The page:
Source: Journal of Jewish Education Volume 83, 2017 Issue 4, pages 367-392
This article is based upon a qualitative research study that examined 95 school stories written by Jewish female teacher candidates in an undergraduate education course. Many candidates wrote inspirational or humorous stories about growth and development or a special teacher. However, over one third of the narratives described painful Jewish day schooling episodes with insensitive teachers, stinging rebukes, or public shaming. The findings argue for the enhancement of Jewish educator preparation with attention to professionalization of classroom management and interrogation of assumptions from schooling biographies. This study challenges teacher educators in the liminal space of educator preparation as teacher candidates shift from personal lived schooling experience into professional practice.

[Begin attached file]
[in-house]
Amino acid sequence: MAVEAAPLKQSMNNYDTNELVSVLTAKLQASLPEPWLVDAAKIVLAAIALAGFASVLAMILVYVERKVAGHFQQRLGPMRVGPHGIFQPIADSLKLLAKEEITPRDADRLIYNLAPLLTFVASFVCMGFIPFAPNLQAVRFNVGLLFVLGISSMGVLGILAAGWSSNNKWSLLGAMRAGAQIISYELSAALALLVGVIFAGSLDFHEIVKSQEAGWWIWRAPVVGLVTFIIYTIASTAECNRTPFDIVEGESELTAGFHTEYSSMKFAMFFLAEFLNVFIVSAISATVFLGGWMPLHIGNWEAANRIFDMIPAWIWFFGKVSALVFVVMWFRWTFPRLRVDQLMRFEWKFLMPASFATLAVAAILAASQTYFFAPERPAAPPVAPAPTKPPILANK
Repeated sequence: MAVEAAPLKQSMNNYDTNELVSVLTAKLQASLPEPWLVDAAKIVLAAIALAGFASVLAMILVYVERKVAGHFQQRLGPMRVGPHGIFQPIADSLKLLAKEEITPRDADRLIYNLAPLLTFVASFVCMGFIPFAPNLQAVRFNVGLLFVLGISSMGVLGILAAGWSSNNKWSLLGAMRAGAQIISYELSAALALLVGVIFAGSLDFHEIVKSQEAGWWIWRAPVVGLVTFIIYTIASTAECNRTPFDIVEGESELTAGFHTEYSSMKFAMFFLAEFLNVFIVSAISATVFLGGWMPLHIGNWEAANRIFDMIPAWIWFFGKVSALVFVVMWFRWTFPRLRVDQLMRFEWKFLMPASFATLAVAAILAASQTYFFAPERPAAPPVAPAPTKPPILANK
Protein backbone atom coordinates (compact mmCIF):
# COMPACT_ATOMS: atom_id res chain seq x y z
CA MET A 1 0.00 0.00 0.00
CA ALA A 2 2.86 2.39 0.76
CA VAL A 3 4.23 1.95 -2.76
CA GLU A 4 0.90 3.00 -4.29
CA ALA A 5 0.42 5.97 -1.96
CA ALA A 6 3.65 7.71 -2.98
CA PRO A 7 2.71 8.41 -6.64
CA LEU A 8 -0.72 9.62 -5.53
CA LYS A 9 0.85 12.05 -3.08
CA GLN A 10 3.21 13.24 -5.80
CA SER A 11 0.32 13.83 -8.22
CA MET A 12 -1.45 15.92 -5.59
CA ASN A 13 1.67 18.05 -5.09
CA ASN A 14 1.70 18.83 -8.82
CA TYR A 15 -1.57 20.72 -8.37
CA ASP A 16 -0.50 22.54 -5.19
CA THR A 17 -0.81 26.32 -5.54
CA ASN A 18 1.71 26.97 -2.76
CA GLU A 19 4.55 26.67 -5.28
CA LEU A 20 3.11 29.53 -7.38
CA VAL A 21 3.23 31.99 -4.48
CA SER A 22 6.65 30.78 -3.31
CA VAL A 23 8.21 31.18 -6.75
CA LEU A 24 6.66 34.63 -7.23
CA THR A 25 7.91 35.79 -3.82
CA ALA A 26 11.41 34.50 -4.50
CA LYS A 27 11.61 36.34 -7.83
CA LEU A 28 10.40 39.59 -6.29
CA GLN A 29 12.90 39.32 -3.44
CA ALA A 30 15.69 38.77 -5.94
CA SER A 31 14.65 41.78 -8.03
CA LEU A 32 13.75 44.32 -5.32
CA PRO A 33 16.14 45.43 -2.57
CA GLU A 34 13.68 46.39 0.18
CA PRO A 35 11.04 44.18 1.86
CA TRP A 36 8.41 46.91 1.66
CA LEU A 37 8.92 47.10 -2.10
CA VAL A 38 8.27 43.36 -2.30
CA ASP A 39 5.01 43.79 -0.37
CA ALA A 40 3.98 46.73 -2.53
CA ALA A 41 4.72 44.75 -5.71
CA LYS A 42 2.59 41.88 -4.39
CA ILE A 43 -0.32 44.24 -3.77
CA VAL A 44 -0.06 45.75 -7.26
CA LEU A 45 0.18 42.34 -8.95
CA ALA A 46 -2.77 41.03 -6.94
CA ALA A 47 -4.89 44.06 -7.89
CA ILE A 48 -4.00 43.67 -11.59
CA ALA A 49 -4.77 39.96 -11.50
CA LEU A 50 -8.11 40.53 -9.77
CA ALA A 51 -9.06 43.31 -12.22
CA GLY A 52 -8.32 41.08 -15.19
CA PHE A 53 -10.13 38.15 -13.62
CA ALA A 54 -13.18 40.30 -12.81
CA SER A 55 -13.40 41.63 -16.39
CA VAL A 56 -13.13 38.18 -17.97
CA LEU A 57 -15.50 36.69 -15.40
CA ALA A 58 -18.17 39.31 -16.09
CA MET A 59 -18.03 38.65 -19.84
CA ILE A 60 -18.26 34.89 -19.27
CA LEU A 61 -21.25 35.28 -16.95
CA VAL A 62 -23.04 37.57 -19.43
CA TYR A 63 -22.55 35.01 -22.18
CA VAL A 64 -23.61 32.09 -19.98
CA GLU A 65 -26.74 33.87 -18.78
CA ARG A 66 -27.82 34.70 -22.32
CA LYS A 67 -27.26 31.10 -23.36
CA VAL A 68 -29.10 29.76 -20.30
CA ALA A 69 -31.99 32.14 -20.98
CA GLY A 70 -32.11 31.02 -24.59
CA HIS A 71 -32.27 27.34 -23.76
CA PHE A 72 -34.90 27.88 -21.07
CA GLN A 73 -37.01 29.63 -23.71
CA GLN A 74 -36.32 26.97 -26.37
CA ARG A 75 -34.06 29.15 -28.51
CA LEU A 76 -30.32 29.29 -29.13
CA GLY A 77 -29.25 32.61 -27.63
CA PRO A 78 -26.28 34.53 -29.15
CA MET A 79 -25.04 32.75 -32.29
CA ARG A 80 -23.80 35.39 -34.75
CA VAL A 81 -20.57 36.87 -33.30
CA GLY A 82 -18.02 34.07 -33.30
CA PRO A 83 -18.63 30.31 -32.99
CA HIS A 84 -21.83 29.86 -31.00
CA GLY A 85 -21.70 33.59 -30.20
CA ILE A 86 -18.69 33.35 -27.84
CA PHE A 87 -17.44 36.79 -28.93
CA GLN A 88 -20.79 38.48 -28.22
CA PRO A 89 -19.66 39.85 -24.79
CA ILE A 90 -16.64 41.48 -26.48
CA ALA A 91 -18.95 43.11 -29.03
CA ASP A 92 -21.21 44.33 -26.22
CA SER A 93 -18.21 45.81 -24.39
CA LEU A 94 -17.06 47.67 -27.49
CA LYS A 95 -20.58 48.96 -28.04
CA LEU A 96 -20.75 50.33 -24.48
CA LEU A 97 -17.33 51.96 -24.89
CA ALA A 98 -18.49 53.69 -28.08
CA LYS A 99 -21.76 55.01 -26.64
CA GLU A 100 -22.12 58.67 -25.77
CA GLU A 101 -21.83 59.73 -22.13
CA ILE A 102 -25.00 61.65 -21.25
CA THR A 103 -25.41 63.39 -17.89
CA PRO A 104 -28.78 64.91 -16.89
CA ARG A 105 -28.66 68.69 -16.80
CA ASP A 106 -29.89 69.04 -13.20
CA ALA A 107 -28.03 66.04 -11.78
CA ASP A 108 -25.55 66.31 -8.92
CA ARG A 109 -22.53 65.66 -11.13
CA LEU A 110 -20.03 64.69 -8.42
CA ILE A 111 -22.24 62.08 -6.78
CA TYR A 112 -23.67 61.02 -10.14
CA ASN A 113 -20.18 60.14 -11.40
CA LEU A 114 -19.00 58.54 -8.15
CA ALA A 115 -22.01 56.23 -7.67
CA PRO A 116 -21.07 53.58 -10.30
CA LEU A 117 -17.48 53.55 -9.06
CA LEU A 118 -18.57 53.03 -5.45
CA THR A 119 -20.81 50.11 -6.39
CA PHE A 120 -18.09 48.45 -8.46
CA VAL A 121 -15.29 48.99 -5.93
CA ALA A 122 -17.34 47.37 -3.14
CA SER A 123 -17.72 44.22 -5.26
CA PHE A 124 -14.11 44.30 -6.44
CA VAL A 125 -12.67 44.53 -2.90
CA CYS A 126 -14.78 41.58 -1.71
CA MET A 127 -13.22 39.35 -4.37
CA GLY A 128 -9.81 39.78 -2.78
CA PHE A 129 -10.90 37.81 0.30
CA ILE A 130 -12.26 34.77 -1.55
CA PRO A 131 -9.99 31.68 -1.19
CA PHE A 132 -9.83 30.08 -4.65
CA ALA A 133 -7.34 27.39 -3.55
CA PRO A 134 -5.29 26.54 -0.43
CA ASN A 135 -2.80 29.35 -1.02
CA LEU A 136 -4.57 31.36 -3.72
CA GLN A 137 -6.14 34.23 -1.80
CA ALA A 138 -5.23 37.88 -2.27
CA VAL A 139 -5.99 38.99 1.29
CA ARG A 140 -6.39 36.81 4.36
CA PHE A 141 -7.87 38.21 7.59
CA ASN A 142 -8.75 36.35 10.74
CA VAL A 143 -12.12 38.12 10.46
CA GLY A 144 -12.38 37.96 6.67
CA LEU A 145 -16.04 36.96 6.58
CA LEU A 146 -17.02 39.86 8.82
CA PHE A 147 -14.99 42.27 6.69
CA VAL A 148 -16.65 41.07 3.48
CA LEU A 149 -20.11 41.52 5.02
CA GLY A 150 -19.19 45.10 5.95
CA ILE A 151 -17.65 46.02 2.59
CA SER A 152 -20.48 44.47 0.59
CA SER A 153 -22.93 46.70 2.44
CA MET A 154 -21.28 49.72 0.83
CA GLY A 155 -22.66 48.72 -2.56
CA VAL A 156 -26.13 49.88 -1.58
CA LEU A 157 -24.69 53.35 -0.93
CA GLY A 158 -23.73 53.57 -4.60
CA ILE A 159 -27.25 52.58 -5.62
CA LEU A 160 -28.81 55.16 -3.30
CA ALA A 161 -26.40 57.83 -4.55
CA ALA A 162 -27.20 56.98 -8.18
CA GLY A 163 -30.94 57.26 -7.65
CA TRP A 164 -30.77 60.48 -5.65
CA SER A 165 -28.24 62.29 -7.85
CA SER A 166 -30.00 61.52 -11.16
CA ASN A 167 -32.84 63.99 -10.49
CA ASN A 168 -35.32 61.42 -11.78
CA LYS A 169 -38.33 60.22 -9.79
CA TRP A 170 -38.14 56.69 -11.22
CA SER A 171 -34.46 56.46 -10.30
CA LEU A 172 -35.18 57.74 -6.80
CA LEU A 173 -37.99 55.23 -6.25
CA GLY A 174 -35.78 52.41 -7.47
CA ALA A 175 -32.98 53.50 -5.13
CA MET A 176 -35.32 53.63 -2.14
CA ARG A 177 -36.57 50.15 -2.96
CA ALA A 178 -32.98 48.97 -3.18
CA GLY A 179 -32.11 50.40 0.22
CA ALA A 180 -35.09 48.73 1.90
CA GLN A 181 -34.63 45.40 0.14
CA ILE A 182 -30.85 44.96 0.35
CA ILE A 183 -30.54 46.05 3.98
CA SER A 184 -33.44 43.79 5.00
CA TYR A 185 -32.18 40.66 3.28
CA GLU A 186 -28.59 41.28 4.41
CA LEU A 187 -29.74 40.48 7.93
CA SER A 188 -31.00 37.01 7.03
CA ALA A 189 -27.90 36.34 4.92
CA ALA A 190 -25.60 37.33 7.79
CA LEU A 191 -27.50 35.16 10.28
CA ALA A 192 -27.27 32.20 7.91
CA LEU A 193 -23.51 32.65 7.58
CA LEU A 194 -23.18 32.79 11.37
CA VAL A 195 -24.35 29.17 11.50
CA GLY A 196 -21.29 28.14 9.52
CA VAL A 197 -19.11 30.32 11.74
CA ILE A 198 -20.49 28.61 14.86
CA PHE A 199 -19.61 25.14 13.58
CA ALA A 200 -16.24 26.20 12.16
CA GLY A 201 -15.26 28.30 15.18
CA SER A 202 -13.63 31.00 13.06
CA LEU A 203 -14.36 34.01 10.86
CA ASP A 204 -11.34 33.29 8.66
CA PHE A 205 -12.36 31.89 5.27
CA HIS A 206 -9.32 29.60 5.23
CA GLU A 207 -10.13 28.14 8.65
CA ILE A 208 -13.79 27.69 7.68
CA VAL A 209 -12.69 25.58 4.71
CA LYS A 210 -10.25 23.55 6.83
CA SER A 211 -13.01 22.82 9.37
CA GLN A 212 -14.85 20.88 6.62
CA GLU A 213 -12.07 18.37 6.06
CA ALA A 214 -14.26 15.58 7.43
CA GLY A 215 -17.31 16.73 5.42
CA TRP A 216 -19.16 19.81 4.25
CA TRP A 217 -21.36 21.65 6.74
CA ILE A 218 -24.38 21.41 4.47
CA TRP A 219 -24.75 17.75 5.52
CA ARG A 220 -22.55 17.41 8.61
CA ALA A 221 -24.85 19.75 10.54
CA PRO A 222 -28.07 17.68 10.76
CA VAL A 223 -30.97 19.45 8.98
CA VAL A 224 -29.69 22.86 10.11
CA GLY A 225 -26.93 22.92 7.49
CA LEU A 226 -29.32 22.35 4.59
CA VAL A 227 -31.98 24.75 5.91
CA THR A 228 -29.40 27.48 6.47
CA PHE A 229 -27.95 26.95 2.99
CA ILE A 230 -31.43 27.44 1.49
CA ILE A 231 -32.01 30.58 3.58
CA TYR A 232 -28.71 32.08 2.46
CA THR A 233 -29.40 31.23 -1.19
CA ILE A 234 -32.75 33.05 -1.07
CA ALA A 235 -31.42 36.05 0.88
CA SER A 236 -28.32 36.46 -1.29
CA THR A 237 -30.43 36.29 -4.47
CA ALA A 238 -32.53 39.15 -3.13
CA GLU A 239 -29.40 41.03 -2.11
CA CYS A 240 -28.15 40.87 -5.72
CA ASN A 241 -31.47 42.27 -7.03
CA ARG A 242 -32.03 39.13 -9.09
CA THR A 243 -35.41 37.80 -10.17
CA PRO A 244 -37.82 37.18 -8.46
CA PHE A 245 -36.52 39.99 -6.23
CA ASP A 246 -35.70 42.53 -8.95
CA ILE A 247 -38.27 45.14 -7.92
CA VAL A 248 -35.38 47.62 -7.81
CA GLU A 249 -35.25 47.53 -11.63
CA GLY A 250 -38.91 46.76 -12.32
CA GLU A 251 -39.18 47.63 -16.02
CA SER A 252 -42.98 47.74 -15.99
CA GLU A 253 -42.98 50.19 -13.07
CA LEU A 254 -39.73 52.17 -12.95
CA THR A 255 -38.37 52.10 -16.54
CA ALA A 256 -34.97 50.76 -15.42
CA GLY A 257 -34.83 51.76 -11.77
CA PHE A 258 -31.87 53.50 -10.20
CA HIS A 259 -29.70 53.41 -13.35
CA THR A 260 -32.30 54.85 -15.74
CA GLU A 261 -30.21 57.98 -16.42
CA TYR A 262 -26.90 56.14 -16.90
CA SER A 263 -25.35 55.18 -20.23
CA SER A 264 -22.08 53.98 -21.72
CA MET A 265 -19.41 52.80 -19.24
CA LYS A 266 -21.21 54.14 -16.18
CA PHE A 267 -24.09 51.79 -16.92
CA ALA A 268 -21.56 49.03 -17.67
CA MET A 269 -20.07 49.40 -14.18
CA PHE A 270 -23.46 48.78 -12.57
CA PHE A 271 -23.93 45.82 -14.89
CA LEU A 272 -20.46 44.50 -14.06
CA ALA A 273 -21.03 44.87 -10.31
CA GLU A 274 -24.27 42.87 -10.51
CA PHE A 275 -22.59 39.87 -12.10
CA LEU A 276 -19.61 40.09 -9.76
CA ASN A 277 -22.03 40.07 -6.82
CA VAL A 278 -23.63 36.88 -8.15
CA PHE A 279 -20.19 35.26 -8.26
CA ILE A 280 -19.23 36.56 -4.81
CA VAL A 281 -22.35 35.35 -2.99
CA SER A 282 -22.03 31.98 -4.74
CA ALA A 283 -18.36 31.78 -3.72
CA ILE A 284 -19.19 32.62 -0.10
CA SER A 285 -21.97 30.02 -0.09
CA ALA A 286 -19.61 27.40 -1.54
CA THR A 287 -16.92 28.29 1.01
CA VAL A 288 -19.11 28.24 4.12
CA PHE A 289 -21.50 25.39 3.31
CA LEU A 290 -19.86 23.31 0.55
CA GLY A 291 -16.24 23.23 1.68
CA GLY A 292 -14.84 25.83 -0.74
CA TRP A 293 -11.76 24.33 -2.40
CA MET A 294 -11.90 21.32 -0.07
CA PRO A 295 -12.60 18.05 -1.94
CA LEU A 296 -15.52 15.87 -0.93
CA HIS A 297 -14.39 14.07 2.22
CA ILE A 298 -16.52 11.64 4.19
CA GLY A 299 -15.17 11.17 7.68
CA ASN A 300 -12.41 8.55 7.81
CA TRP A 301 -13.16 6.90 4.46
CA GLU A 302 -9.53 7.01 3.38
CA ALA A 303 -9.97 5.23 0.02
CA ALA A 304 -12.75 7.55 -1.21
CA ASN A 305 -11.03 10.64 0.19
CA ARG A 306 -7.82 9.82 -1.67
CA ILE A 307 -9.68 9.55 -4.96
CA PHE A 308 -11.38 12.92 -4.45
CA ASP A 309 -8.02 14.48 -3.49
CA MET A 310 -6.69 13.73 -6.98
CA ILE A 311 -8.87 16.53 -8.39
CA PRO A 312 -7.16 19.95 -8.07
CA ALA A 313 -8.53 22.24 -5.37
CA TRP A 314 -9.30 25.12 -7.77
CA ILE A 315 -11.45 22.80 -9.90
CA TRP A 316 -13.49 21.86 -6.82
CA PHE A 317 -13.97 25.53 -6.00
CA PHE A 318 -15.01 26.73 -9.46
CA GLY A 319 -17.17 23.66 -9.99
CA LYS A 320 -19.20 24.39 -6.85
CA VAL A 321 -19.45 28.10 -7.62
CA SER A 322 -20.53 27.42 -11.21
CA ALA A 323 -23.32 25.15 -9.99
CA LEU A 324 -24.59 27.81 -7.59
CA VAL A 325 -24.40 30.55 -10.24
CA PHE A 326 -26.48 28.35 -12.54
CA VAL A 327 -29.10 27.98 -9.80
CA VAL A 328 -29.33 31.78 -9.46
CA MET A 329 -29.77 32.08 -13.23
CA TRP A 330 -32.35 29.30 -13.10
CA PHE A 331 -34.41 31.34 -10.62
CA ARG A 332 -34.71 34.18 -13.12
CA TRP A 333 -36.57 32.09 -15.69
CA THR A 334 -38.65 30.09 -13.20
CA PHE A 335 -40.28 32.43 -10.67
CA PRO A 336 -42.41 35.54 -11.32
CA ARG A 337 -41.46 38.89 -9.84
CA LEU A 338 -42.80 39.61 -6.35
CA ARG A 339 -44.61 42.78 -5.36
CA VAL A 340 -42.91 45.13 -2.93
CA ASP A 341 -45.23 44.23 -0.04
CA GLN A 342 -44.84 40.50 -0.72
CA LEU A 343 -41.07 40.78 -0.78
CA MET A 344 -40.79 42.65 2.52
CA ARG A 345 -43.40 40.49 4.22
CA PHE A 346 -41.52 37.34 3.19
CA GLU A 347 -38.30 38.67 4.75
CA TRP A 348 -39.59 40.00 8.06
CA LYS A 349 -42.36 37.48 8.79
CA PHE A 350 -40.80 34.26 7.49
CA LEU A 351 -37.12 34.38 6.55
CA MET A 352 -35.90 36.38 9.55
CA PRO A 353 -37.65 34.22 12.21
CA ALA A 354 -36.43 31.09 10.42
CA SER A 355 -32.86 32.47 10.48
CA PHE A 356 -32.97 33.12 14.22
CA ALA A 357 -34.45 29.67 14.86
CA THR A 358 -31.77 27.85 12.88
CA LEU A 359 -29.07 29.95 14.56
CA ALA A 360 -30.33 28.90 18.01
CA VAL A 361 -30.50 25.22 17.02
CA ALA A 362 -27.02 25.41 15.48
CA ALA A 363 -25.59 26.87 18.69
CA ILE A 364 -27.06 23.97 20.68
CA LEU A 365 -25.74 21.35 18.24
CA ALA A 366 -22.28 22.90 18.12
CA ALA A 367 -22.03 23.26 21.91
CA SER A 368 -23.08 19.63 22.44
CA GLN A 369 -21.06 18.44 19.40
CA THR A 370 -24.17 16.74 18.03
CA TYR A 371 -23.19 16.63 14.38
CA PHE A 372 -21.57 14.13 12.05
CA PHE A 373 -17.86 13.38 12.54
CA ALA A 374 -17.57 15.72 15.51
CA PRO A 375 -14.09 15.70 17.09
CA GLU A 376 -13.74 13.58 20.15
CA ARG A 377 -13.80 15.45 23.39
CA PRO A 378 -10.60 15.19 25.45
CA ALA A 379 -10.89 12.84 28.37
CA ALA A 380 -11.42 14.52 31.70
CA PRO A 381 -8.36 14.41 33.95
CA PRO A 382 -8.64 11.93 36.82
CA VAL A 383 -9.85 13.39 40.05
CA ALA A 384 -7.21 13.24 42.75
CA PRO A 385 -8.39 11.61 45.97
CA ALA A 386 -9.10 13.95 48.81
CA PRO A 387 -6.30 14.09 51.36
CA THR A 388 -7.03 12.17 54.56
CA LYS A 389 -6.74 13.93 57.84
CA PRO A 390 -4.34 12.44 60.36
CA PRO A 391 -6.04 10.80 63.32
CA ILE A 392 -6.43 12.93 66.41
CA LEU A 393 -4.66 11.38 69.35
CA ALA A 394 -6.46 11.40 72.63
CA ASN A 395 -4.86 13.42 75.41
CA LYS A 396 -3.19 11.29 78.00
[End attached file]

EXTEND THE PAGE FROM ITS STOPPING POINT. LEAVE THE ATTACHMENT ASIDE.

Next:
Johnson (2008) argues for the place of listening to and collecting preservice teachers’ stories to better understand the preservice candidates in her classes and adjust course curriculum and instruction to their need. “I believe it is imperative that teacher educators create room for teachers’ stories to be told in teacher education settings”(p. 7). This study shows that Jewish day school stories may include wounding experiences and recommends that teacher educators structure inquiry into these episodes to disrupt habitual practices, challenge assumptions, and encourage opportunities for educational reform of Jewish day schools. “Openness, questioning, and wisdom may oftentimes cause pain, but these are growth pains” (Fried,2007, p. 67). Teacher candidates may need to revisit some painful schooling experiences to reframe possibilities and imagine opportunities in their future teaching practices and policies.